Consider these two stories which sit side by side in this morning’s Sydney Morning Herald.
1. Pentagon set to drop Geneva convention.
2. Bush looks to question of gay marriage to boost his fortunes: With his approval rating down to about 30 per cent, what is an embattled president to do? For Bush, on the advice of his senior adviser Karl Rove*, the answer is obvious: focus attention on what has to be the biggest problem facing the country. This week the pressing issue of gay marriage will dominate Washington politics.
Torture is good. Extending the idea of family to embrace all loving relationships is bad.
Oh yes, makes a lot of sense, that.
And a special medal needs to be struck for oleaginous Cardinal George Pell for throwing petrol around the burning house.
However, lest all that perversity comes to be read as the inevitable stance of Christians, even conservative ones — because that would be far from the truth — read this interview with the amazingly humane Philip Yancey.
…Jacques Ellul makes the comment somewhere, “How is it that the Christian gospel produces societies, the values of which are the opposite of the Christian gospel?” If you just ask somebody, around the world, “Tell me what stands out to you about the United States,” they’ll say, “military power, unbelievable wealth by the world’s standards, and sexual license.” All three of these are radically anti-Jesus. So how is it that we’re viewed as the most Christian country in the world and yet characterized by the least Christian characteristics?…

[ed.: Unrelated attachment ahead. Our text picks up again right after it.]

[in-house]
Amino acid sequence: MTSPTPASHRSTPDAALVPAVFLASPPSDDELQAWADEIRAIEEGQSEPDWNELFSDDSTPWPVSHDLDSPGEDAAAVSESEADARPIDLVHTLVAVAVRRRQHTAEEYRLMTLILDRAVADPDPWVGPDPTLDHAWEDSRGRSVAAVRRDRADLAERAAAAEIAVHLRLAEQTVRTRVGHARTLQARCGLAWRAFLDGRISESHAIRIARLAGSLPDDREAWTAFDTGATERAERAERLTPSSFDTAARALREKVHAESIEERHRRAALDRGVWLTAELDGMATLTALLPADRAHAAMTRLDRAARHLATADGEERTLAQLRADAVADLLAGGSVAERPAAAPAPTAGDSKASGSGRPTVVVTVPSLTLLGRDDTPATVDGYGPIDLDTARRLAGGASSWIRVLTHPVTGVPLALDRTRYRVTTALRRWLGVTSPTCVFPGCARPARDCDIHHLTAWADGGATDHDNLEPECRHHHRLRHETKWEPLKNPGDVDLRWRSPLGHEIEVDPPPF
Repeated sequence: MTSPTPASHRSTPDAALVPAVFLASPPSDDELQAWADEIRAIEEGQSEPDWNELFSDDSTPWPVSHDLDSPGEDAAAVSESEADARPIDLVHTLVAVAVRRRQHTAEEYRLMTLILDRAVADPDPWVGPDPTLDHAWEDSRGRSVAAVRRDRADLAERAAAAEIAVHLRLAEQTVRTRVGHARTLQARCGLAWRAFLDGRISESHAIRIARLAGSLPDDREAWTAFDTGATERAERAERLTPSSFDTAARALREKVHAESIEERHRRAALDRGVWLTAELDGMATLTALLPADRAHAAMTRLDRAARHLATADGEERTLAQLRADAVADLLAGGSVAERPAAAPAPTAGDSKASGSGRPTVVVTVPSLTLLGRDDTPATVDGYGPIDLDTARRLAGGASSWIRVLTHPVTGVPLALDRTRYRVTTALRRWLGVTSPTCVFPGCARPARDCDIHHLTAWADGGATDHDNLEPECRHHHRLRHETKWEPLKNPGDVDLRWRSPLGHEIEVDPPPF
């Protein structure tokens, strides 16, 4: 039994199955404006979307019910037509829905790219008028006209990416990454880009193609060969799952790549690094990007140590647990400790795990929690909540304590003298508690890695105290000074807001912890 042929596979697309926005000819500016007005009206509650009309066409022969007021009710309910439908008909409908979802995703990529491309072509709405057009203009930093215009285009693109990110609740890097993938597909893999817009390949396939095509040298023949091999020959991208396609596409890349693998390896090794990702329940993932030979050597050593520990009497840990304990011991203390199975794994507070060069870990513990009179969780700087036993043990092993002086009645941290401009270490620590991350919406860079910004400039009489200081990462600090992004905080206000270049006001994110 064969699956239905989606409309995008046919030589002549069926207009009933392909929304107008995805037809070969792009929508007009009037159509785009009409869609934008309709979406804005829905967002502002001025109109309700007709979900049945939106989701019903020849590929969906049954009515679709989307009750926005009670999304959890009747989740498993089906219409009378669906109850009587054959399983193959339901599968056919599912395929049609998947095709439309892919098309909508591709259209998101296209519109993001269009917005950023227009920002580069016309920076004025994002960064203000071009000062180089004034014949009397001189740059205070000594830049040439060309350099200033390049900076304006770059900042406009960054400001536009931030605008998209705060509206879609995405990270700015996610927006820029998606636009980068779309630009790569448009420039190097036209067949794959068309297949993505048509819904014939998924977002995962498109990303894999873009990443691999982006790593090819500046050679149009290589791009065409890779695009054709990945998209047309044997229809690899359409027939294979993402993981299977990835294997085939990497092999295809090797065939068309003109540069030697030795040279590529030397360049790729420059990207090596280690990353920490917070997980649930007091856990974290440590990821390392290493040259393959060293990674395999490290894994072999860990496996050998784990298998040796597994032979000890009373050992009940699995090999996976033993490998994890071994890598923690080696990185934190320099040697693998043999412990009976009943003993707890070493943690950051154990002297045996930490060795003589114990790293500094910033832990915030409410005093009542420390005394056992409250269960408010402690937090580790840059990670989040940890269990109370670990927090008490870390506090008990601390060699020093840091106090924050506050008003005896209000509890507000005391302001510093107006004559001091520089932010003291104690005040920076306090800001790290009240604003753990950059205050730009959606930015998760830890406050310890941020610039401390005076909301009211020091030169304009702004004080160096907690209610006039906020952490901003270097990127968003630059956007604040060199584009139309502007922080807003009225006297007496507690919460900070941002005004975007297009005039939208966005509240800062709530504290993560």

I never supported the war with Iraq at all. I wrote a column about the perception of America as the big bully in the world, about why it matters what the world thinks of us. I made the comment that there’s one group of very conservative Christians who almost universally opposed the war: foreign missionaries. Their bodies are on the line. If America is perceived as this giant bully imposing our will on the world, then their lives are in danger…
And visit the “God is still speaking” site of the US United Church of Christ (though personally I wish they would offer a low-tech mirror for those like me who have older computers.)
No matter who — no matter what — no matter where we are on life’s journey –– notwithstanding race, gender, sexual orientation, class or creed – we all belong to God and to one worldwide community of faith. All persons baptized — past, present and future — are connected to each other and to God through the sacrament of baptism. We baptize during worship when the community is present because baptism includes the community’s promise of ‘love, support and care’ for the baptized — and we promise that we won’t take it back — no matter where your journey leads you.
Do not accept the hijacking of religion by extremists of any kind.
*Karl Rove is such a righteous figure, isn’t he? His CV will provide analysts, including psychoanalysts, with a whole raft of issues for many years to come.